Petri and I share a laugh (Great Barrington, MA; November, 2012).
Giving a yoga adjustment’s workshop (Moscow, Russia; October, 2011).
Back when Julian would still let us take his picture with us (Koh Mak, Thailand; January 2011).
2. Back to the riddle between studying foreign languages vs. studying linguistics. I am a native English speaker but come from a multilingual background. I use English for most things in my adult life, meaning I am rusty and/or equipped with a toddler’s proficiency in just about every other language I have studied/been exposed to: Swahili, Kikuyu, Spanish, Portuguese, and now Finnish. As long as I can make myself understood, I try not to sweat it too much. I love reading and, thanks to a daily yoga practice and simple yoga lifestyle, my nervous system has calmed down enough for me to begin my hand at writing. Hence the birth of this blog. I have continued putting my English skills and linguistic training to use by editing Petri’s primary series book, Ashtanga Yoga in the tradition of Sri. K. Pattabhi Jois (Yoga Words, 2013) and I started teaching myself Finnish by translating parts of Petri’s second series book, Nadi Sodhana, into English, as I was getting started on the intermediate series.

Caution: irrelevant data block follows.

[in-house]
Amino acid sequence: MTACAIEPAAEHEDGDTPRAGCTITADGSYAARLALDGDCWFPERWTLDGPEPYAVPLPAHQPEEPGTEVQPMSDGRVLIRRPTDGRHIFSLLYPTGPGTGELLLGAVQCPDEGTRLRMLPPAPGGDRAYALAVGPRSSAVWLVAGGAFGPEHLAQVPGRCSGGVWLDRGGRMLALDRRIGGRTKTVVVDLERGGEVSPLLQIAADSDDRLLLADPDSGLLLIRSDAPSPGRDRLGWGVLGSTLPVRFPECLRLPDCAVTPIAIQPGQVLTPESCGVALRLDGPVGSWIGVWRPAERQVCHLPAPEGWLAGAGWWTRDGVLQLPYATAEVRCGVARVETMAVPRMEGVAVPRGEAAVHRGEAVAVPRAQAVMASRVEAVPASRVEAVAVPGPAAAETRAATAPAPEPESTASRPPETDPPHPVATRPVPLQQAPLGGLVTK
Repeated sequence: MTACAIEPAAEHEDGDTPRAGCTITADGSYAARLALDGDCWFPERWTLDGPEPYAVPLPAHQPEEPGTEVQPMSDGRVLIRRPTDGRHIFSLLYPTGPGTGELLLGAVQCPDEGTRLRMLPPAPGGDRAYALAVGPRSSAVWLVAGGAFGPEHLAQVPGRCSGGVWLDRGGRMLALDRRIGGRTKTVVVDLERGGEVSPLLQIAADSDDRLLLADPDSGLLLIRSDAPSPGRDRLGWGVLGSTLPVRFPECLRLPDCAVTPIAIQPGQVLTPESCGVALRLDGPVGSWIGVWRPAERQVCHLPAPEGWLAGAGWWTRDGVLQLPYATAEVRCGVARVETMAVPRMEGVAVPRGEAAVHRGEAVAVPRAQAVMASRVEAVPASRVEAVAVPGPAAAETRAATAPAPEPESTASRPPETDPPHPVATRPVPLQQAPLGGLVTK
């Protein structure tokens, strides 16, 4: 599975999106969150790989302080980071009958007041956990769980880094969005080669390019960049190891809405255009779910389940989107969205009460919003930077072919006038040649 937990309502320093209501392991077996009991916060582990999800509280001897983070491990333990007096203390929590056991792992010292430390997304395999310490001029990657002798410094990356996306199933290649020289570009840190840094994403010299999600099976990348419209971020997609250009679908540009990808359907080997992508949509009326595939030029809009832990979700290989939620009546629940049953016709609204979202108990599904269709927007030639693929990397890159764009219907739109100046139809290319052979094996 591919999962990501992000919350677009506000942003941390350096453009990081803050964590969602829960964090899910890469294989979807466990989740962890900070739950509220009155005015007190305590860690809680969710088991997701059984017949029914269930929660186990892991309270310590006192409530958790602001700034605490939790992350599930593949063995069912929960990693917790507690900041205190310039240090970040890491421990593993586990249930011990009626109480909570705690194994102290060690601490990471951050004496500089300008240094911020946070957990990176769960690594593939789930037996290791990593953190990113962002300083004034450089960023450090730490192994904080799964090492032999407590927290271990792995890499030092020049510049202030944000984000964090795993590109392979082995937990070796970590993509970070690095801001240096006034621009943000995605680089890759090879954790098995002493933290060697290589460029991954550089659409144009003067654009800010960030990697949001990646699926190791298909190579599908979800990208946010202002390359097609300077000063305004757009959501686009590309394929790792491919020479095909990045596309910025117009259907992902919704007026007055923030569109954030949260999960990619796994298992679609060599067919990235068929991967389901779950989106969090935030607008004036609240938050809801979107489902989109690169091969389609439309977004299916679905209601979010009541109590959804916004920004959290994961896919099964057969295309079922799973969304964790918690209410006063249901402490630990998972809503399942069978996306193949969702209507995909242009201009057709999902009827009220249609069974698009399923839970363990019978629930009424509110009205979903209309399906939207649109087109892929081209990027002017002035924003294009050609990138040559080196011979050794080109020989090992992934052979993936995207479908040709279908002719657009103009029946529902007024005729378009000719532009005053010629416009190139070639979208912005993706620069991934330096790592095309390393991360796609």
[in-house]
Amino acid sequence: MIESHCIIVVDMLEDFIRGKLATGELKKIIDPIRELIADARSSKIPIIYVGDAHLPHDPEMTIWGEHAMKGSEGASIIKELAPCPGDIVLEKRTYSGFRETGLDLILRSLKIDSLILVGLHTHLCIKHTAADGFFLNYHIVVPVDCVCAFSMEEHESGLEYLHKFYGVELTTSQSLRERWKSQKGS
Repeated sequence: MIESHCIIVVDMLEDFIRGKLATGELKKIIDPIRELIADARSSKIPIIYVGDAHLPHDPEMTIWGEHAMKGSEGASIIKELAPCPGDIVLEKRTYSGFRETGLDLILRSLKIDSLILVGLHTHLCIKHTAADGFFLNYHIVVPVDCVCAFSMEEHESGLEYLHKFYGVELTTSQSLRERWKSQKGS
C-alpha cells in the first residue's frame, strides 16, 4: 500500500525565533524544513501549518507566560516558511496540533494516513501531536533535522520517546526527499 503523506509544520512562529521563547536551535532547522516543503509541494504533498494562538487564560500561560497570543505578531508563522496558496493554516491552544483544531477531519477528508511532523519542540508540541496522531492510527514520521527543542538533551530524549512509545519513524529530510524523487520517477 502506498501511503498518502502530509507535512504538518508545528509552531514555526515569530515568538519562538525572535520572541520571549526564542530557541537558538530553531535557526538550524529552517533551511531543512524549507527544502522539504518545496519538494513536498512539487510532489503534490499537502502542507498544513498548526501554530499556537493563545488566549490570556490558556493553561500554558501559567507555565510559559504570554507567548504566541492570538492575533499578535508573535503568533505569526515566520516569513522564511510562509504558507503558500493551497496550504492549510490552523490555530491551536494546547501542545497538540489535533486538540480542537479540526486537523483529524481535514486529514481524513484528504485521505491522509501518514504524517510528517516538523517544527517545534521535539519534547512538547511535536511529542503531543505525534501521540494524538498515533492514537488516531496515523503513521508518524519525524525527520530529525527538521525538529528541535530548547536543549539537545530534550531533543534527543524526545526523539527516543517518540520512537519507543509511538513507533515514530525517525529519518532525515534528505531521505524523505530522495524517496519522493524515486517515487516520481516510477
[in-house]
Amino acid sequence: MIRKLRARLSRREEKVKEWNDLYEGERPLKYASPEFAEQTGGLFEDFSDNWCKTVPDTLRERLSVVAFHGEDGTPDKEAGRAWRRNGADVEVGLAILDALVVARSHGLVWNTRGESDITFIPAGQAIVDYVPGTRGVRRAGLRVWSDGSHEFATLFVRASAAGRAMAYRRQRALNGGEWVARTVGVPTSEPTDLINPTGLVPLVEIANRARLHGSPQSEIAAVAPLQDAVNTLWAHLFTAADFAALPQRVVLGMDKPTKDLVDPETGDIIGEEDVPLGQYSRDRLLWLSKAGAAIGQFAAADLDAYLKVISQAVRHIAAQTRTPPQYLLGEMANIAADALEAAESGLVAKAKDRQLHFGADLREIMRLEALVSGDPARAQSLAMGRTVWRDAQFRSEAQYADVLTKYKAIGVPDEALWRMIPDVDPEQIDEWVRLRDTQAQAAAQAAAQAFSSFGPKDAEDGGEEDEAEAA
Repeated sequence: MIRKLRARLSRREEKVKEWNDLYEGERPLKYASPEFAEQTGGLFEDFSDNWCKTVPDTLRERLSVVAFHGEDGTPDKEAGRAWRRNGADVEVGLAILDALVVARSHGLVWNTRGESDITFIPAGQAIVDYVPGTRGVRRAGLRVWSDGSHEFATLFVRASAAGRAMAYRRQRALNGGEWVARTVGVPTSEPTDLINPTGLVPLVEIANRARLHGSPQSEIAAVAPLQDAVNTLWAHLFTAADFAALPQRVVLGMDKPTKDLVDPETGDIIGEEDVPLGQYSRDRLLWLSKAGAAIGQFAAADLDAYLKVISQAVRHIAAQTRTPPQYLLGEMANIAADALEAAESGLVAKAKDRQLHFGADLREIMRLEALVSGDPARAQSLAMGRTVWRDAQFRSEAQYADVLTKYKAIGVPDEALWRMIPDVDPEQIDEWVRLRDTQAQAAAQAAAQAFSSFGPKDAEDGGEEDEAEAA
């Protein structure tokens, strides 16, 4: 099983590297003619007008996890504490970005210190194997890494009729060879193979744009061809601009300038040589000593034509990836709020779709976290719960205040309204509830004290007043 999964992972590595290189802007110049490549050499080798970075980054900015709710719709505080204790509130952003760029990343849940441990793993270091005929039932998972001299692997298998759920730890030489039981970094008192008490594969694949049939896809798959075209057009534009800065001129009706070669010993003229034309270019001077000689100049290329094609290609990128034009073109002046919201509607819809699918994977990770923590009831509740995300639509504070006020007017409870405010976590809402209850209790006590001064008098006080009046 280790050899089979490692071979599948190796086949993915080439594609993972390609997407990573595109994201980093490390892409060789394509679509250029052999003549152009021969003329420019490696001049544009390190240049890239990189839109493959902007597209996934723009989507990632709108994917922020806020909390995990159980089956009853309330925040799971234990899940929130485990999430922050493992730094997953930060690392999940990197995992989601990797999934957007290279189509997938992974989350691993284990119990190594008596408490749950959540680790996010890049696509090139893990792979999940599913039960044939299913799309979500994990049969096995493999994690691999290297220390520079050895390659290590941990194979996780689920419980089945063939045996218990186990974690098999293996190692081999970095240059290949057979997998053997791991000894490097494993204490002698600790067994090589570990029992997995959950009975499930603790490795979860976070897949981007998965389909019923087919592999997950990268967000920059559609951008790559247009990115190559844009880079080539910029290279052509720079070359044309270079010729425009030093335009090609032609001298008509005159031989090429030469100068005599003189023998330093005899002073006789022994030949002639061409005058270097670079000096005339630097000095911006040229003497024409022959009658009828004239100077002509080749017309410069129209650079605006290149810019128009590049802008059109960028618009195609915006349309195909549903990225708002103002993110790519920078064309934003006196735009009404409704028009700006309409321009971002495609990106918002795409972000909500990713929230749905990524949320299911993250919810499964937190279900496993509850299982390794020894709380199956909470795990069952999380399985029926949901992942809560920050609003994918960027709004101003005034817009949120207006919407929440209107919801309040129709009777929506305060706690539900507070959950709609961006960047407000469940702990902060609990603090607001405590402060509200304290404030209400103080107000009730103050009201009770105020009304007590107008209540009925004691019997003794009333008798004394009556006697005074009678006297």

Ashtanga Yoga: Yoga in the tradition of Sri. K. Pattabhi Jois (Yoga Words, March 2012). You can find it on amazon and at the publisher’s website. It’s a beautiful book, if I do say so myself 🙂
1. Next stop….karma yoga, the householder stage of life, practicing the (gulp!) 7th series! The future is wide open…
My bump at seven months(Helsinki; December, 2013)
Aunty-to-be giving the bump some love at eight months (Koh Mak, Thailand; January, 2014).
Stay blessed and enjoy the life you live. Om!